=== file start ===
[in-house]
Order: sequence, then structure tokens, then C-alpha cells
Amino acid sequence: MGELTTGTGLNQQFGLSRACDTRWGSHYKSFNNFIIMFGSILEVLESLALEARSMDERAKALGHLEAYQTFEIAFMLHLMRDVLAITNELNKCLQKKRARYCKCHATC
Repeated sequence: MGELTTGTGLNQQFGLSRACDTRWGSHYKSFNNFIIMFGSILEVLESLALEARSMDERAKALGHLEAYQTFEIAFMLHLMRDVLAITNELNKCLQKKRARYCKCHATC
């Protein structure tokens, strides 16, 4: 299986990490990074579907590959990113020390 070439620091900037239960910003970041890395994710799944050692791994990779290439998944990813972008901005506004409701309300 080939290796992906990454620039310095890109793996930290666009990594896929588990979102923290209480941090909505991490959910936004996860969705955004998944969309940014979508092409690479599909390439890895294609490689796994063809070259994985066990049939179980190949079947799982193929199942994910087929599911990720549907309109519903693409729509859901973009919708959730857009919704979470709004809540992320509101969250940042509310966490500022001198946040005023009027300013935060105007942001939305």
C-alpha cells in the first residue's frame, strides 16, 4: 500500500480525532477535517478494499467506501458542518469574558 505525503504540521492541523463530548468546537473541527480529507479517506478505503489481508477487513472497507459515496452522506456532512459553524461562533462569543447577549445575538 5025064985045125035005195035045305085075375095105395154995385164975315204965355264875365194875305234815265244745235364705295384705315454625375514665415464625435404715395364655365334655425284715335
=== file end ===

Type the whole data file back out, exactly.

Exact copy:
[in-house]
Order: sequence, then structure tokens, then C-alpha cells
Amino acid sequence: MGELTTGTGLNQQFGLSRACDTRWGSHYKSFNNFIIMFGSILEVLESLALEARSMDERAKALGHLEAYQTFEIAFMLHLMRDVLAITNELNKCLQKKRARYCKCHATC
Repeated sequence: MGELTTGTGLNQQFGLSRACDTRWGSHYKSFNNFIIMFGSILEVLESLALEARSMDERAKALGHLEAYQTFEIAFMLHLMRDVLAITNELNKCLQKKRARYCKCHATC
């Protein structure tokens, strides 16, 4: 299986990490990074579907590959990113020390 070439620091900037239960910003970041890395994710799944050692791994990779290439998944990813972008901005506004409701309300 080939290796992906990454620039310095890109793996930290666009990594896929588990979102923290209480941090909505991490959910936004996860969705955004998944969309940014979508092409690479599909390439890895294609490689796994063809070259994985066990049939179980190949079947799982193929199942994910087929599911990720549907309109519903693409729509859901973009919708959730857009919704979470709004809540992320509101969250940042509310966490500022001198946040005023009027300013935060105007942001939305």
C-alpha cells in the first residue's frame, strides 16, 4: 500500500480525532477535517478494499467506501458542518469574558 505525503504540521492541523463530548468546537473541527480529507479517506478505503489481508477487513472497507459515496452522506456532512459553524461562533462569543447577549445575538 5025064985045125035005195035045305085075375095105395154995385164975315204965355264875365194875305234815265244745235364705295384705315454625375514665415464625435404715395364655365334655425284715335